Expert tips to combat mobile security threats

Filed under: Security company news |

SMBs are exposed to many of the same security threats as large enterprises and we are seeing a major trend in cyber-crims designing malware that targets smartphones, tablet computers and other mobile devices, particularly as these devices increasingly carry more and more valuable personal and financial data.

Our online activity is a lot more mobile today than it was only a few years ago and employees are visiting many more websites, including social networking communities, from their work devices. Plus there is huge growth in user-driven IT with SMBs taking advantage of increased productivity by utilising mobile devices for both personal and business purposes.

With this in mind, McAfee SMB sales manager shares his expert advice about the mobile security threats facing small business and how to combat them.

Malware goes mobile
By 2014, mobile internet use is expected to take over desktop internet use and we are seeing a steady rise in mobile malware – malicious applications designed to steal money and information – and risks associated with loss and theft. In total numbers the end of 2011 was one of the busiest periods we’ve seen for mobile malware and we expect this trend to continue for quite some time.

The Google Android mobile operating system (OS) moved into the number one spot as the most “popular” mobile platform for mobile malware. The Symbian OS remains the platform with the all-time greatest number of malware designed to attack a specific platform, but Android is clearly the modern target.

While it has become commonplace to expect desktop computers to be loaded with security software and firewall protection, this awareness has not yet translated to mobile devices. Despite the fact that the average mobile user is now storing and accessing more data than ever before, these devices are very susceptible to being lost or stolen.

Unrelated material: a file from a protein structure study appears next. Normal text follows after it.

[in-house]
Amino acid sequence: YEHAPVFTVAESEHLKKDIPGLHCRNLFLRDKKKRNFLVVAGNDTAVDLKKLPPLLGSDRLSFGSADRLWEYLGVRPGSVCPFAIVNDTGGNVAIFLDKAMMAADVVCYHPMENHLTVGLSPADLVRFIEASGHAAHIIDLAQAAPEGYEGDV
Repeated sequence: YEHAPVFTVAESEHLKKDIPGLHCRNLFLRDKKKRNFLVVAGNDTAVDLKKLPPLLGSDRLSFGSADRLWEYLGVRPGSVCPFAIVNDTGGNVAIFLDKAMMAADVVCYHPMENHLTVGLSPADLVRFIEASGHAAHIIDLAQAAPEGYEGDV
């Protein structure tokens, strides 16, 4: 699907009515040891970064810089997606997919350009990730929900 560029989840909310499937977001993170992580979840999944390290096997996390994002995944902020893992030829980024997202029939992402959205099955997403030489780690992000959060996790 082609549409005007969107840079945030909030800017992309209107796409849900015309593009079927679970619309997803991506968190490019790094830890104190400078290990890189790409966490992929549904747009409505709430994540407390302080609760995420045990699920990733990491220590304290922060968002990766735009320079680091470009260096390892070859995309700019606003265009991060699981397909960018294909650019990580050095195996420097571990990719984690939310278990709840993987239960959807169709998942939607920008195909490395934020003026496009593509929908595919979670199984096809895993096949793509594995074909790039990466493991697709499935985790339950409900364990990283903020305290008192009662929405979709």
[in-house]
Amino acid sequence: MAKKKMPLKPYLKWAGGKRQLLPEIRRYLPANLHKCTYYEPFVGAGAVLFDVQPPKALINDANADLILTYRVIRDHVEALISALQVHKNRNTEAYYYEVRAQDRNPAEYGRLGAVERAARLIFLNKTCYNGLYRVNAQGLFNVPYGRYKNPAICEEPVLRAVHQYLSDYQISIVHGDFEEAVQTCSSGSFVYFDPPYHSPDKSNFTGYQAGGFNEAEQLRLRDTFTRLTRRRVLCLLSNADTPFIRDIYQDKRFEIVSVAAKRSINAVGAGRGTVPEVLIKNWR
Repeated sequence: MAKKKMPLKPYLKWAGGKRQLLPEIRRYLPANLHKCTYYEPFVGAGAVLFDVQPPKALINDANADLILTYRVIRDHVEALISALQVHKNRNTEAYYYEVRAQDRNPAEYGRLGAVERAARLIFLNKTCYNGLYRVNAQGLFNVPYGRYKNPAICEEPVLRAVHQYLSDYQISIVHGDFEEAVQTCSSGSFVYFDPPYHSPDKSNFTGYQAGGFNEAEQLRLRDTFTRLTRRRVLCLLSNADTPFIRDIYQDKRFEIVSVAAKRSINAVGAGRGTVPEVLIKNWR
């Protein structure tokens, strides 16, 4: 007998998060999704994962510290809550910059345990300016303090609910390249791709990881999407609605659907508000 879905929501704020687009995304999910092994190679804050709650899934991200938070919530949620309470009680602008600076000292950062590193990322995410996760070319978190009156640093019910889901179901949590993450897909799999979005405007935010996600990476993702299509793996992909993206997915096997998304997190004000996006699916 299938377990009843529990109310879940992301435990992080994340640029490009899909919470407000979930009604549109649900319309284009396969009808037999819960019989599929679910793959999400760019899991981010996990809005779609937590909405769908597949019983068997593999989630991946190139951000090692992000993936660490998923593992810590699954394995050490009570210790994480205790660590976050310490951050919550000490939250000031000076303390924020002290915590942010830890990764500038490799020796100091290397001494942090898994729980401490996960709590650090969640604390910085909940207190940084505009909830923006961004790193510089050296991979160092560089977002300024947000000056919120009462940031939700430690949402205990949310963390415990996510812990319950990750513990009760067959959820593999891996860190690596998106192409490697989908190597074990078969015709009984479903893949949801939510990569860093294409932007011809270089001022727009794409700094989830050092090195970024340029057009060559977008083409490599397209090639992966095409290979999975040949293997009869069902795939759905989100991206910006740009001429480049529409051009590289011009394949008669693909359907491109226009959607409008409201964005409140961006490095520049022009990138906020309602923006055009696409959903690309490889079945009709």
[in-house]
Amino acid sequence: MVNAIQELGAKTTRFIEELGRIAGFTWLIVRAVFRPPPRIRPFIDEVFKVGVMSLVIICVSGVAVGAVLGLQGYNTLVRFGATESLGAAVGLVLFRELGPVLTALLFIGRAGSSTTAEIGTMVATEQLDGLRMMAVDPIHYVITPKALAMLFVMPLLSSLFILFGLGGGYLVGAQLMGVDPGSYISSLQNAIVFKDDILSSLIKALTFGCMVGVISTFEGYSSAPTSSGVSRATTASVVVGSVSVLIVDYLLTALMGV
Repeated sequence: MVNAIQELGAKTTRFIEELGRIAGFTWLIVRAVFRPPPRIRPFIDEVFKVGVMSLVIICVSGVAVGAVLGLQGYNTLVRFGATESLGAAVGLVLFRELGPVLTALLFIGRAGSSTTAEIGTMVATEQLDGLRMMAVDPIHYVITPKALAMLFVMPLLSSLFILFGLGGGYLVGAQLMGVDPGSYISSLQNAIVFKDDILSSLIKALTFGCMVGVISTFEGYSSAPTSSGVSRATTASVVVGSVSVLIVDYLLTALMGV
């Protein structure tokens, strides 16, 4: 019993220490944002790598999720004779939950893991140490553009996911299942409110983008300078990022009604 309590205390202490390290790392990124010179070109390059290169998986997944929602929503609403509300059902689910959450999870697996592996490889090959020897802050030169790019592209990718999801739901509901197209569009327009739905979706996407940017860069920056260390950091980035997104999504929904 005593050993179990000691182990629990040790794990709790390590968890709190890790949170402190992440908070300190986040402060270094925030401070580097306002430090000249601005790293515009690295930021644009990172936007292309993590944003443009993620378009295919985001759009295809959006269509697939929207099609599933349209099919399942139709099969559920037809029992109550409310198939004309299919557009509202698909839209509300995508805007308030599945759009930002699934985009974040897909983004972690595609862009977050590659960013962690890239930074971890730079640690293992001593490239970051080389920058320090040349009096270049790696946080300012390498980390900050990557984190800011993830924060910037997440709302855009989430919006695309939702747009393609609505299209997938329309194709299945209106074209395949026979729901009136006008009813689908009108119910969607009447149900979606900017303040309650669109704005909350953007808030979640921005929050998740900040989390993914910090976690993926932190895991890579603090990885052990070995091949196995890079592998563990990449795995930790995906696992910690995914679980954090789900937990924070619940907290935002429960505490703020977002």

Impact on SMBs
The growing industry trend of employees bringing their own devices is also evident in SMBs. Research by AMI-Partners has seen 87 percent smartphone penetration by Australian SMBs, 96 percent use their smartphone for corporate email, 38 percent access/update corporate presentations and content, and 25 percent access/update corporate finances and business analytics*.  The research suggests that attracting and retaining talent, increased employee productivity and mobility and greater employee satisfaction, as well as reducing IT costs, are some of the primary drivers of BYOD adoption.

A mobile workforce adds to the complexity of IT security for SMBs when assets and intellectual property can be accessed on multiple devices. Mobility isn’t limited to just using mobile devices in the workplace, it also refers to remote access such as utilising free public Wi-Fi connections. There are risks associated with unsecure wireless Internet connections such as hacked and stolen accounts and passwords.